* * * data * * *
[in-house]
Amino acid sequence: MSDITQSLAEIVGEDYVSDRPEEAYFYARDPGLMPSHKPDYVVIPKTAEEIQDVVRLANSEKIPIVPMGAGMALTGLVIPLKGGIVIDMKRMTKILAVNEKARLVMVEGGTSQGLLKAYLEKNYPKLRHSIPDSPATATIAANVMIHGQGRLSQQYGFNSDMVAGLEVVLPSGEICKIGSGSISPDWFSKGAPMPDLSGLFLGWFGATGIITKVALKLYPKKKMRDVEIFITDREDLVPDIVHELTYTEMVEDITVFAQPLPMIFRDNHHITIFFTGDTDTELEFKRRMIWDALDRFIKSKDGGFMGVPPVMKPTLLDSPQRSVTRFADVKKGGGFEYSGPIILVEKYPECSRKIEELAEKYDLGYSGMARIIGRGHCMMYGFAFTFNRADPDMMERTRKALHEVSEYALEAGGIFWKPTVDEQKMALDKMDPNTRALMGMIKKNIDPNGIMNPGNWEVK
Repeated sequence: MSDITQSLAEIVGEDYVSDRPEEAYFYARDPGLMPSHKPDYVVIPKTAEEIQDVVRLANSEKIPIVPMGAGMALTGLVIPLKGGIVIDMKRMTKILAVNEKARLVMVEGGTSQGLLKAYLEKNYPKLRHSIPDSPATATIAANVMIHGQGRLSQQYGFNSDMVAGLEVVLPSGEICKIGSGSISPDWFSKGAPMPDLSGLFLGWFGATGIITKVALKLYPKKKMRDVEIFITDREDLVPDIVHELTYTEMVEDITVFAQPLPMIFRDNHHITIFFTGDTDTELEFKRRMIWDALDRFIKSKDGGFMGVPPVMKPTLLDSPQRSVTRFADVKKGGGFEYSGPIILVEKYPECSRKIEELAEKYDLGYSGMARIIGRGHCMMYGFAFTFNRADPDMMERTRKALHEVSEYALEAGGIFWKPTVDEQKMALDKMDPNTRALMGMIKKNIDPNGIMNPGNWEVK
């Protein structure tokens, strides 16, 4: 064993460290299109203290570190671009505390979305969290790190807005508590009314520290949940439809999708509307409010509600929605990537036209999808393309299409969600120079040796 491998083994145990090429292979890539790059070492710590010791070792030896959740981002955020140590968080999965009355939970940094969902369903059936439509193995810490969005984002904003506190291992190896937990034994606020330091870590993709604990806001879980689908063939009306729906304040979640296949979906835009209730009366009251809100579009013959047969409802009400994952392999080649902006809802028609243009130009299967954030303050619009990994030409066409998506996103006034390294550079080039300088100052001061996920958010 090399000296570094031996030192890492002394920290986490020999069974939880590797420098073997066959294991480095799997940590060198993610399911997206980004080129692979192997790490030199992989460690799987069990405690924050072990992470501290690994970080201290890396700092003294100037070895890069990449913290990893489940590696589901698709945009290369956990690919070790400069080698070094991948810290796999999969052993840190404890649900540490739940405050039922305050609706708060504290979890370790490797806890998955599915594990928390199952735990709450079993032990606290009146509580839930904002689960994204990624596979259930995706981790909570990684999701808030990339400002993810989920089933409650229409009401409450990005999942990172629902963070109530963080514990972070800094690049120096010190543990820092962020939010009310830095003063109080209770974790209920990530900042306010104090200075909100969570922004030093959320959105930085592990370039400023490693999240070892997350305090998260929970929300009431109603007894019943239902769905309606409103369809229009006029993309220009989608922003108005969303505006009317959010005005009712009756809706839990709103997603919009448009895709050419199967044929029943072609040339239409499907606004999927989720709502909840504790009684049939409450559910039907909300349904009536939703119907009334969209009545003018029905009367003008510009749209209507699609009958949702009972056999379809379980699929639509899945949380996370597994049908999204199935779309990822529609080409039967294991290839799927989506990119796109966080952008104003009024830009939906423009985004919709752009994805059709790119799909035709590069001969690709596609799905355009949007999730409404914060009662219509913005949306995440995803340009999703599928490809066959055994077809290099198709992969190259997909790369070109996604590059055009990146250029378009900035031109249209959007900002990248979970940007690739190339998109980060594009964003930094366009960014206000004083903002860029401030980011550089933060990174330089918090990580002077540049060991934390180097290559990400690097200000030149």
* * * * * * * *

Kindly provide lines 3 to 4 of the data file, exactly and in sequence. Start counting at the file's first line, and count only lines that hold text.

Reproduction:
Repeated sequence: MSDITQSLAEIVGEDYVSDRPEEAYFYARDPGLMPSHKPDYVVIPKTAEEIQDVVRLANSEKIPIVPMGAGMALTGLVIPLKGGIVIDMKRMTKILAVNEKARLVMVEGGTSQGLLKAYLEKNYPKLRHSIPDSPATATIAANVMIHGQGRLSQQYGFNSDMVAGLEVVLPSGEICKIGSGSISPDWFSKGAPMPDLSGLFLGWFGATGIITKVALKLYPKKKMRDVEIFITDREDLVPDIVHELTYTEMVEDITVFAQPLPMIFRDNHHITIFFTGDTDTELEFKRRMIWDALDRFIKSKDGGFMGVPPVMKPTLLDSPQRSVTRFADVKKGGGFEYSGPIILVEKYPECSRKIEELAEKYDLGYSGMARIIGRGHCMMYGFAFTFNRADPDMMERTRKALHEVSEYALEAGGIFWKPTVDEQKMALDKMDPNTRALMGMIKKNIDPNGIMNPGNWEVK
């Protein structure tokens, strides 16, 4: 064993460290299109203290570190671009505390979305969290790190807005508590009314520290949940439809999708509307409010509600929605990537036209999808393309299409969600120079040796 491998083994145990090429292979890539790059070492710590010791070792030896959740981002955020140590968080999965009355939970940094969902369903059936439509193995810490969005984002904003506190291992190896937990034994606020330091870590993709604990806001879980689908063939009306729906304040979640296949979906835009209730009366009251809100579009013959047969409802009400994952392999080649902006809802028609243009130009299967954030303050619009990994030409066409998506996103006034390294550079080039300088100052001061996920958010 090399000296570094031996030192890492002394920290986490020999069974939880590797420098073997066959294991480095799997940590060198993610399911997206980004080129692979192997790490030199992989460690799987069990405690924050072990992470501290690994970080201290890396700092003294100037070895890069990449913290990893489940590696589901698709945009290369956990690919070790400069080698070094991948810290796999999969052993840190404890649900540490739940405050039922305050609706708060504290979890370790490797806890998955599915594990928390199952735990709450079993032990606290009146509580839930904002689960994204990624596979259930995706981790909570990684999701808030990339400002993810989920089933409650229409009401409450990005999942990172629902963070109530963080514990972070800094690049120096010190543990820092962020939010009310830095003063109080209770974790209920990530900042306010104090200075909100969570922004030093959320959105930085592990370039400023490693999240070892997350305090998260929970929300009431109603007894019943239902769905309606409103369809229009006029993309220009989608922003108005969303505006009317959010005005009712009756809706839990709103997603919009448009895709050419199967044929029943072609040339239409499907606004999927989720709502909840504790009684049939409450559910039907909300349904009536939703119907009334969209009545003018029905009367003008510009749209209507699609009958949702009972056999379809379980699929639509899945949380996370597994049908999204199935779309990822529609080409039967294991290839799927989506990119796109966080952008104003009024830009939906423009985004919709752009994805059709790119799909035709590069001969690709596609799905355009949007999730409404914060009662219509913005949306995440995803340009999703599928490809066959055994077809290099198709992969190259997909790369070109996604590059055009990146250029378009900035031109249209959007900002990248979970940007690739190339998109980060594009964003930094366009960014206000004083903002860029401030980011550089933060990174330089918090990580002077540049060991934390180097290559990400690097200000030149």